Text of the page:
Friday, February 15, 2008


Friday, February 15, 2008
Eurasia Daily Monitor, DC
By Gareth Jenkins
Erdogan was called by his critics a wolf in sheep's clothing. Now that clothing has come off, so that the world sees as he is. Nothing wrong in insisting that Turks should keep their heritage alive in Germany and elsewhere. The problem is while he is saying "assimilation is a crime against humanity", he is not admitting that Turkey has a strong policy of assimilating its minorities since 1923. While he is saying that genocide does not exist in the Turkish culture he is ignoring the genocidal policy against the Armenian population by the Young Turks rulers during 1915-1923. I find this a shame.
The recent angry exchanges between the Turkish and German governments over the integration of Turks living in Germany have highlighted the increasing vulnerability of Turkish policy to the personality of Prime Minister Recep Tayyip Erdogan.

On February 10, Erdogan told an audience of around 18,000 Turks in the German city of Cologne that they should resist attempts to assimilate them into German society but should remain faithful to their Turkish traditions (Hurriyet, Milliyet, Yeni Safak, Zaman, Sabah, February 11).

Erdogan had already clashed with German Chancellor Angela Merkel over the education of the Turks living in Germany. Approximately 2.5 million people of Turkish origin currently live in Germany, around one-third of whom have German citizenship. Erdogan insists that the priority of children of Turkish origin should be to learn Turkish, with German as a second language. He has called for an increase in the number of Turkish schools in Germany and even promised to send teachers from Turkey. In contrast, Merkel has called on all those living in Germany to prioritize learning German in order to facilitate their integration into German society and ensure their full access to public services and employment. She condemned Erdogan’s speech in Cologne and pointedly remarked: “We shall have to continue debating our understanding of integration issues with the Turkish prime minister” (Anatolian Agency, February 11).

Merkel’s statement triggered an angry response from Erdogan. On February 12, he told a meeting of his Justice and Development Party (AKP), “Assimilation is a crime against humanity. I may think differently from Merkel on this matter but I explicitly declare that nobody can dictate to the Turkish community to assimilate” (Hurriyet, February 13).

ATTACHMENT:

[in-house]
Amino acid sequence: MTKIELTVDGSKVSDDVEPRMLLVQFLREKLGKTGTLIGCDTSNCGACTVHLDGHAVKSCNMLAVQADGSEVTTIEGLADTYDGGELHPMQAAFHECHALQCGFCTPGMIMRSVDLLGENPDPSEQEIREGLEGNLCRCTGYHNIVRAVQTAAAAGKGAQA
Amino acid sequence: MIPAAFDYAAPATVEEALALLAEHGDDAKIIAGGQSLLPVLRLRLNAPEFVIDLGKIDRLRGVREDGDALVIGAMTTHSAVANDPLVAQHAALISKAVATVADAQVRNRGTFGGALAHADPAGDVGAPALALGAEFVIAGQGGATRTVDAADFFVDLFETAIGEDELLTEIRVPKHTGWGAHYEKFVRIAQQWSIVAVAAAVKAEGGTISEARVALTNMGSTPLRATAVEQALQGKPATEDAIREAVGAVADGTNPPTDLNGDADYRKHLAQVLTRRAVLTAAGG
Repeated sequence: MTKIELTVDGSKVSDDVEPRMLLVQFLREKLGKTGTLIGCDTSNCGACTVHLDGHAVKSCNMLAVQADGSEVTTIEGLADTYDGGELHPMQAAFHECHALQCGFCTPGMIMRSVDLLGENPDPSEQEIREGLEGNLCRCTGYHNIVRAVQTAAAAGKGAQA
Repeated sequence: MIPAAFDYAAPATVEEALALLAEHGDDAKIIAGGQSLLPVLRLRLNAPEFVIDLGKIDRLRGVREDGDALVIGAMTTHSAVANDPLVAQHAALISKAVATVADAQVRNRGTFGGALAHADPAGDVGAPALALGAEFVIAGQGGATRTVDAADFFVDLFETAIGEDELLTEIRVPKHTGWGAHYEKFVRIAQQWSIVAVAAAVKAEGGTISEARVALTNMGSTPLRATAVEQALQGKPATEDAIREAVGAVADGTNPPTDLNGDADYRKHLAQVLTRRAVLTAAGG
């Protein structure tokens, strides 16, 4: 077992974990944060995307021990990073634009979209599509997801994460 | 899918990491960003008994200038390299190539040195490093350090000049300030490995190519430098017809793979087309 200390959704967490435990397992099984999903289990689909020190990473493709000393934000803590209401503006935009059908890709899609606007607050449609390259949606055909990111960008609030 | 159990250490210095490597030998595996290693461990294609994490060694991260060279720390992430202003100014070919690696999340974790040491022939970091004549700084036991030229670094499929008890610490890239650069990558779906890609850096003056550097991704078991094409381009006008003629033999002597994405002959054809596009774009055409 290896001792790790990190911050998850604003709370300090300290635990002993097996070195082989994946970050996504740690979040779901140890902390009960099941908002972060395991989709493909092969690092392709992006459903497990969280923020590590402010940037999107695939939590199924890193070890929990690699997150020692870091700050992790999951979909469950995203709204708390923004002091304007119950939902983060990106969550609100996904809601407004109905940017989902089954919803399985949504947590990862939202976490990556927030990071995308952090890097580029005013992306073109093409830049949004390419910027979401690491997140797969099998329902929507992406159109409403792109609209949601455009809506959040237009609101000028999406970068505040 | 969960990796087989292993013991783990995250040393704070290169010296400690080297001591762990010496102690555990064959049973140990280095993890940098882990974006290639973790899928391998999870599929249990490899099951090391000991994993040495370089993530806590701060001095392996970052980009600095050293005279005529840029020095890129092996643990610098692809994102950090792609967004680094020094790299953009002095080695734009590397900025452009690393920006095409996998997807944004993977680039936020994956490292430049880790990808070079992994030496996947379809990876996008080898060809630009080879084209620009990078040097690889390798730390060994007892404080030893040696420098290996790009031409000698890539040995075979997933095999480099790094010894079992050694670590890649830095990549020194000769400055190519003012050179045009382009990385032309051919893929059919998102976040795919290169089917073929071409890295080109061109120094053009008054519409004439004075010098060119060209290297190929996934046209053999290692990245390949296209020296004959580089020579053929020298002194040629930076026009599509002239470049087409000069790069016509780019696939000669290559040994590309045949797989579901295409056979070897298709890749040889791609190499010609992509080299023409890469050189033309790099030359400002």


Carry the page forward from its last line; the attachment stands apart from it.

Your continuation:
On February 13, Erdogan went one step further. “We may not agree with Mrs. Merkel on the subject of assimilation and integration. This is true. In any case, if I act according to what she thinks then I am not myself. Nor are we ourselves. We have no desire to be like them” (Milliyet, February 14).


Erdogan’s latest outburst will have done little to persuade the opponents of Turkish accession in the EU of the error of their ways. Indeed it will have further alienated the very country that Turkey needs most to convince. Relations with France, the other main opponent of Turkish accession, are currently extremely tense, not least over France’s recognition of the Armenian genocide. There appears little prospect of an imminent improvement. But the same could not have been said about Germany. Over the last 18 months, Merkel had reduced the references in her public speeches to her opposition to full Turkish membership. There was hope that the two countries could at least engage in a productive dialogue without being held hostage to public rhetoric. These hopes have now suffered a severe blow. Perhaps most bewilderingly, Erdogan’s outburst came just weeks after a number of Turkish officials, including Gul and Babacan, responded to criticism of the AKP’s reluctance to implement the reforms required for EU membership by promising that 2008 would be “the year of the EU.”

But even more bewildered will be the members of Turkey’s non-Turkish minorities, particularly by Erdogan’s declaration that “assimilation is a crime against humanity.” Over the years, particularly in the predominantly Kurdish southeast and the Laz-speaking northeast of Turkey, the Turkish authorities have changed the names of thousands of villages and hamlets and replaced them with Turkish names. Non-Turkish minorities still face restrictions on the use of their languages and even the names that they can call their children. Unlike in Germany, anyone who takes Turkish citizenship is almost automatically required to assume a new Turkish name. While Erdogan’s insistence on Turks in Germany being educated in their mother tongue is in marked contrast to his refusal to allow education in minority languages such as Kurdish inside Turkey.

Note: Above are excerpts from the article. The full article appears here. Clarifications and comments by me are contained in {}. Deletions are marked by [...]. The bold emphasis is mine.

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